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Resize a coat

Added Nov 10, 2009

by foxyroxy

Brandywine, Mary...






Dear Burda Family

A few days ago I posted seeking some help in resizing a leather coat I found at a thrift store. Here is a pic of the coat. My plan is to just reduce the size of the coat. I will be using the original button holes, button and if possible the pockets. My concern really is getting a really good fit and the lapel.

I am a really adventurous sewer. I will try anything! I have never worked with leather before, but patience, the internet and a few books lend for some really good sewing.

What I am looking for is some advice, tips or what would you do

Material Notes

This is a leather coat, fully lined and never used. I got it from Good Will (thrift store), tag included. The coat is really big 2XL compared to my size 12.




Garment Type

3 Comments Sign in to add a post

  • Charlie-deeshadows1_large

    Nov 11, 2009, 11.14 PMby smallone

    hi there a recent Burda Magazine had a leather jacket with a lot of info on construction with how tos including how to glue seams etc. that may help you – Style 126 from 10/2009

  • 1253ef6da08f9a1c901d80b9de58822a5056c690_large

    Nov 10, 2009, 11.17 PMby candyjoyce

    I’ve only really worked with leather about three times so i’m no expert. The most important bit of advice that I can give is to make sure you use a leather needle on your sewing machine, they are a different shape at the tip so it pierces through the leather as you sew.

    As for actually resizing the coat, I can’t offer much advice, it’s tough with leather cos you can’t even pin it to see what different options would look like.

    If it was my project (and I had the patience) I would copy the general shape onto calico to help figure out where I needed to resew the seams. I’d want to give it a fitted shape with emphasis on the waist. I’d unpick the side/front/back seams and resew to this new shape. This might present problems at the armholes though so you’d want to focus most of the shaping on the front and back seams. You’d get quite a bit of spare leather by doing this so you could attach a button band to the back for extra fitted-ness. Personally i’d also try to rough it up a bit to add a bit of texture and an aged feel to it.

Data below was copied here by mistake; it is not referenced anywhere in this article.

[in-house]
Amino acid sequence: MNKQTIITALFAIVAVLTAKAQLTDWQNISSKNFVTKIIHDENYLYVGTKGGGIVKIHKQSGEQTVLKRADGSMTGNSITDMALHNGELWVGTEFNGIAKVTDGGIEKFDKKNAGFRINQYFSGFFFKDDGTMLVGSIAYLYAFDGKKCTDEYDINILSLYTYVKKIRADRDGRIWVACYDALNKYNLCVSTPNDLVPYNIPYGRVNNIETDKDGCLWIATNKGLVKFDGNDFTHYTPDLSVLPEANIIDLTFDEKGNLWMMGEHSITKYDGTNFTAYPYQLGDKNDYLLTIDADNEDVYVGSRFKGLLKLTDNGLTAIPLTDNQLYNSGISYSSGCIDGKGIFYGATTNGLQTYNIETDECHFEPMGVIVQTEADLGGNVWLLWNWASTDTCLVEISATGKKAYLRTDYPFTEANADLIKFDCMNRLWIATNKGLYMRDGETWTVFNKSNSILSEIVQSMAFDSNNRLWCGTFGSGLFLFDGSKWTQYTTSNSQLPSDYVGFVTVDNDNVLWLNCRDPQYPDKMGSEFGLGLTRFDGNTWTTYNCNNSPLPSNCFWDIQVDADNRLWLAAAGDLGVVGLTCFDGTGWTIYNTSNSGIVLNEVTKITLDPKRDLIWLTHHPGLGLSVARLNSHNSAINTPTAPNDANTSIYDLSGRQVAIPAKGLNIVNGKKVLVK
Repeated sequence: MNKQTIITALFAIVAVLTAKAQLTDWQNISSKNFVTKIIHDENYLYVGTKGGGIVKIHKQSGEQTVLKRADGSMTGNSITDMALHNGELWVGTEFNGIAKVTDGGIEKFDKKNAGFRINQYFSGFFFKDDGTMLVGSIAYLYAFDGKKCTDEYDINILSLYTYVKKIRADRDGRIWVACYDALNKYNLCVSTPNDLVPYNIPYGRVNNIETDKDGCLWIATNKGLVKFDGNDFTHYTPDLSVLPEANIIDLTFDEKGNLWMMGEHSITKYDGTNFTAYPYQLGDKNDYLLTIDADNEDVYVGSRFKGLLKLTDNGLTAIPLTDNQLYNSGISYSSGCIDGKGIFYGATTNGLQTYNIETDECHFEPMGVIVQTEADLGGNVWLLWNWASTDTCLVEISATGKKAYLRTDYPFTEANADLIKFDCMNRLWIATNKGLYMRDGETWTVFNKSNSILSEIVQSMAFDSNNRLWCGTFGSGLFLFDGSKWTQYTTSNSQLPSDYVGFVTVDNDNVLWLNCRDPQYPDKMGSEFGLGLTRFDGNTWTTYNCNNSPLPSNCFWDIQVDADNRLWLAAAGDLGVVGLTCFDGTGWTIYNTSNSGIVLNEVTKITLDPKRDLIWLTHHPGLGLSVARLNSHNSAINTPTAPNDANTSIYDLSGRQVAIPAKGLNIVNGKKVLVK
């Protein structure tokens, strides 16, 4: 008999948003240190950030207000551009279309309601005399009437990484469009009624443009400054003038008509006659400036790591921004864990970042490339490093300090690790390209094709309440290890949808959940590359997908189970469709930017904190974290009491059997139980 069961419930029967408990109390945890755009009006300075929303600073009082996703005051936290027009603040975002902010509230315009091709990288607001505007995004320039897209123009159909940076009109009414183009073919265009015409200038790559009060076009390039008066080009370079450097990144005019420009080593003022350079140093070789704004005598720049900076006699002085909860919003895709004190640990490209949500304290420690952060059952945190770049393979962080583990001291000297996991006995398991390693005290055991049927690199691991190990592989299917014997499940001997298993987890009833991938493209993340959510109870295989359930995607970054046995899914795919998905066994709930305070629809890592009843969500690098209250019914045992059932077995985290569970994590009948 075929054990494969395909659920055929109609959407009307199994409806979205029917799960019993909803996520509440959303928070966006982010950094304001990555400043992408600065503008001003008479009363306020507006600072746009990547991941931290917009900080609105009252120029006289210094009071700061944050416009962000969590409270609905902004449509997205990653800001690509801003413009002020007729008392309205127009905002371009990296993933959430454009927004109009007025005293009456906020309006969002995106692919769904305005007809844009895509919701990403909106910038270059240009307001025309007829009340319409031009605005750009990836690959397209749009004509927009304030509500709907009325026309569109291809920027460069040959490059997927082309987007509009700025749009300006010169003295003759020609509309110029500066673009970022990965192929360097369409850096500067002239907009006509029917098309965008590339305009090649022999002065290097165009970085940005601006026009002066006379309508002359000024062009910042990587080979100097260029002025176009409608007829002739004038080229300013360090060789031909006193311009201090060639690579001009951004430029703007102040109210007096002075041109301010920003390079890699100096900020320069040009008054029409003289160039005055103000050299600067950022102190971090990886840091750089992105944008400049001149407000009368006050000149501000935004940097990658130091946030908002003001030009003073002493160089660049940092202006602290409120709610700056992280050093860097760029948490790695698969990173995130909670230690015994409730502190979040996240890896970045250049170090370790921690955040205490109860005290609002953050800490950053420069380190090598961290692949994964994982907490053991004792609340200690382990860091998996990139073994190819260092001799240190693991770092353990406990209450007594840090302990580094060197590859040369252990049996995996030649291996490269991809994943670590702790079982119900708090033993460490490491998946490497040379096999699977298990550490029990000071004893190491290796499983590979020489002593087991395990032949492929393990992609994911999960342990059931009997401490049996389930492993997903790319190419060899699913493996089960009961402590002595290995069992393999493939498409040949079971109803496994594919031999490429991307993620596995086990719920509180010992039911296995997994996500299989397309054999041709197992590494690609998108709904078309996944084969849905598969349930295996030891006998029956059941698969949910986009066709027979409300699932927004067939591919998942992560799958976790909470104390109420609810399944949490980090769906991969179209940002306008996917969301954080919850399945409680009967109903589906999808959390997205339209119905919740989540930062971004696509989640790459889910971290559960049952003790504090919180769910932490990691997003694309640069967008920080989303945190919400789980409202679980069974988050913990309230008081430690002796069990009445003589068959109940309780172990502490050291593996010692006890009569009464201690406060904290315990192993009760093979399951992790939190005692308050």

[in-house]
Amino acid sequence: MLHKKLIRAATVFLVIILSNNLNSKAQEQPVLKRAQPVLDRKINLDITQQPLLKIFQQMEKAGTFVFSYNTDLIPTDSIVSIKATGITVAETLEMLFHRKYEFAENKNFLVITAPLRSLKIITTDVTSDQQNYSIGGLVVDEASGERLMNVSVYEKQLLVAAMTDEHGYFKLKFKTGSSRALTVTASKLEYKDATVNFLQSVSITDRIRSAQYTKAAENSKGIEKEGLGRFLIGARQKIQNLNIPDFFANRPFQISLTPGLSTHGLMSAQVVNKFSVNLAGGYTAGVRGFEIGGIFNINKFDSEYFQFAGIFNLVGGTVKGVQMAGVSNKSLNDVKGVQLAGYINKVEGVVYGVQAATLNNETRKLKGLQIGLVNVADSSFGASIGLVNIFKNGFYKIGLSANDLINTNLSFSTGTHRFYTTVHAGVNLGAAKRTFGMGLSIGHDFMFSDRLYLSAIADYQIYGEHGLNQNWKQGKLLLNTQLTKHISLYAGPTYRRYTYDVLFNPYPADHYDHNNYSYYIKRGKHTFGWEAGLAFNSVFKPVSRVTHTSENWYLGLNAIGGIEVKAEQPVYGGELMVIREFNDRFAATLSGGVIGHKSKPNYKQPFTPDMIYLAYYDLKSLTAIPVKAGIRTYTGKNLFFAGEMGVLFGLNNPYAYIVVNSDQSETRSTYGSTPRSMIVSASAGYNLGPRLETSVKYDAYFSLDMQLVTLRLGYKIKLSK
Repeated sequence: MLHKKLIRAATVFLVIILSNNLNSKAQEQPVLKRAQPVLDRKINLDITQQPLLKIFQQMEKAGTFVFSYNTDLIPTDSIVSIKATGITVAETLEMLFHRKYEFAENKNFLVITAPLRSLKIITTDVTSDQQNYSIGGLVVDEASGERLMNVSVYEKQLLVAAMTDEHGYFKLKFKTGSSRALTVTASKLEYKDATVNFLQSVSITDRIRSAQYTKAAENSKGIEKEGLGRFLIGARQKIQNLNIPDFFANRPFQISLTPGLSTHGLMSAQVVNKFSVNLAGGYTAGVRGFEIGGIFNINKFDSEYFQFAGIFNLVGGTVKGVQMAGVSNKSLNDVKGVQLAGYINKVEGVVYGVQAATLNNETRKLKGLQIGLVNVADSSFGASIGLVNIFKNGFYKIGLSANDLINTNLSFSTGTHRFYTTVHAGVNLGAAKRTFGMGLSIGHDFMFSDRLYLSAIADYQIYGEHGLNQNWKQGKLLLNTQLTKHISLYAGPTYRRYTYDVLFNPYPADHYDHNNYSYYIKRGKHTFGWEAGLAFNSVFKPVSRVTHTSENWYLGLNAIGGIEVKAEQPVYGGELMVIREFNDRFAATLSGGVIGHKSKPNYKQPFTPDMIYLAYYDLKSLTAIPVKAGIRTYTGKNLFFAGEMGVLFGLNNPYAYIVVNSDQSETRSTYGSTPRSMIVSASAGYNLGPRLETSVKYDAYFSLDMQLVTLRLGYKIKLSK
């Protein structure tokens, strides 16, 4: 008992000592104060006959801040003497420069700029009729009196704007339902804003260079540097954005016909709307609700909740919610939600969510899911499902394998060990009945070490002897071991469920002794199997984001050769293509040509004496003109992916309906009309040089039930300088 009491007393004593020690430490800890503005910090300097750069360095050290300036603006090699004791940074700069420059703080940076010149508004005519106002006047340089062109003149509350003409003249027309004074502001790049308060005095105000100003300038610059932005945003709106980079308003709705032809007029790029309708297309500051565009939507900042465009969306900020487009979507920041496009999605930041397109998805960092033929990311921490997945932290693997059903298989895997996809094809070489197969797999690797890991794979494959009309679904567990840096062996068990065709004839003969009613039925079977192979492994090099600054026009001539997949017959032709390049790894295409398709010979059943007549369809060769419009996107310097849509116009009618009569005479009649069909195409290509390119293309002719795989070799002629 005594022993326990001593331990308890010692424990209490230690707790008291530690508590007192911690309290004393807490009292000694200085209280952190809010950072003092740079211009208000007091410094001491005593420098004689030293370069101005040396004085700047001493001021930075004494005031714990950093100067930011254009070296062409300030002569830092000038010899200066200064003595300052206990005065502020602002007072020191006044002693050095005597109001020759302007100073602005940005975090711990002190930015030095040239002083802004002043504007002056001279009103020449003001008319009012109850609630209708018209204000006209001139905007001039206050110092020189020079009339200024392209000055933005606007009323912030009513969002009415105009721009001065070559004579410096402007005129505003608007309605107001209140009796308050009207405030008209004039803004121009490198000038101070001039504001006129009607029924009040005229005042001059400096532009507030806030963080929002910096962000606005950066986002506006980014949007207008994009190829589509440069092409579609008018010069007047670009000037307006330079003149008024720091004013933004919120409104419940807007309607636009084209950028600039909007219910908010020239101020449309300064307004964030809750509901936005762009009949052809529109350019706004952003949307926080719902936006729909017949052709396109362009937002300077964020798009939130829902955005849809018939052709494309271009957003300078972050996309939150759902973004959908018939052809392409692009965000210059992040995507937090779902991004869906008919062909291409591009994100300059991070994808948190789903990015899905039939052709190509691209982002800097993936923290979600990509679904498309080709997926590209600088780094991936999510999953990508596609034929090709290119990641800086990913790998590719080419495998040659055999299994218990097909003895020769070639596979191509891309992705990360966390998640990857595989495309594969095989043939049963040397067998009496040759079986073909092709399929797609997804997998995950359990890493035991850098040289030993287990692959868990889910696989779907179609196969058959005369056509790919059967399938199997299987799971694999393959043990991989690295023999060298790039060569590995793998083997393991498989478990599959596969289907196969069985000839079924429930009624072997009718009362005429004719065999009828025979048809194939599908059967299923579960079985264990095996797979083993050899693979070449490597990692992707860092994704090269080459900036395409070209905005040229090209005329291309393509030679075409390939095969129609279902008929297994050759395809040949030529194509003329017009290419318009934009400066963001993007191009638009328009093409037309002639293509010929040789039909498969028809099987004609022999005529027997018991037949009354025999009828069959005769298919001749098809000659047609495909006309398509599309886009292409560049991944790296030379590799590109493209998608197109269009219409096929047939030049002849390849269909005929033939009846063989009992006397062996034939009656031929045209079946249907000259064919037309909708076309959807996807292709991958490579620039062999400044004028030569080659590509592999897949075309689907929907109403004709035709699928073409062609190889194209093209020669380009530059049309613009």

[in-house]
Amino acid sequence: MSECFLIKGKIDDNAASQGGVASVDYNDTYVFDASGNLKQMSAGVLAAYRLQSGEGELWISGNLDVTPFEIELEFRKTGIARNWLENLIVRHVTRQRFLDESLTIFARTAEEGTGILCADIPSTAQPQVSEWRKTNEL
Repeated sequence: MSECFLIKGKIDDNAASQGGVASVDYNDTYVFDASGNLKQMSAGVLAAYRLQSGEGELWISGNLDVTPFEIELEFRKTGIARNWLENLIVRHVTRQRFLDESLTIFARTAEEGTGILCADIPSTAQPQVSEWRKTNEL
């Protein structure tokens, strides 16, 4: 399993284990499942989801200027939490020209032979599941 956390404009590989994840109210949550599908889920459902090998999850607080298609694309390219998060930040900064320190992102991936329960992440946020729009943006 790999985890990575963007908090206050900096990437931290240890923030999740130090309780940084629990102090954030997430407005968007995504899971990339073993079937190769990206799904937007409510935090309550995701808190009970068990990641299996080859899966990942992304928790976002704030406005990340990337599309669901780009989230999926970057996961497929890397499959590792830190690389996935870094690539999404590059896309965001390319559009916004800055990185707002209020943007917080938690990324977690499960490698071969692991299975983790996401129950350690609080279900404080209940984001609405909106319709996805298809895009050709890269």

Either that or chop it off at the waist and hey-presto! A Bolero is born!

    Good luck with it, looking forward to you posting the results.

    1 Reply
    • 9c135d9ef4236b867a6734e9c10de515d75ffdcb_large

      Nov 12, 2009, 05.24 PMby foxyroxy

      Thanks! All advice is good advice. I won’t be working on this project for a while. I like to do my reseach first especially when something is new.


  • C9c58f92ed60d1987d1a711106e37cb70262f08a_large

    Nov 10, 2009, 05.11 PMby anajan

    I am not an expert on working with leather, but I think it would be convenient to find/draft a pattern of the coat in your size,following the basic shape of the given coat. Then you can relatively easy rescale the coat following your pattern.

    Convenient thing about the leather is that you can cut it as you like, you can patch many pieces together, and the result looks great.

    Also, take a look at some of Lauriana’s works on leather:


    Good luck! I’m looking forward to see the outcome.

    1 Reply
    • 9c135d9ef4236b867a6734e9c10de515d75ffdcb_large

      Nov 12, 2009, 05.25 PMby foxyroxy

      Yes, I have seen her work…she is good. Her jackets has lots of detail. I’m so not there yet. :-)


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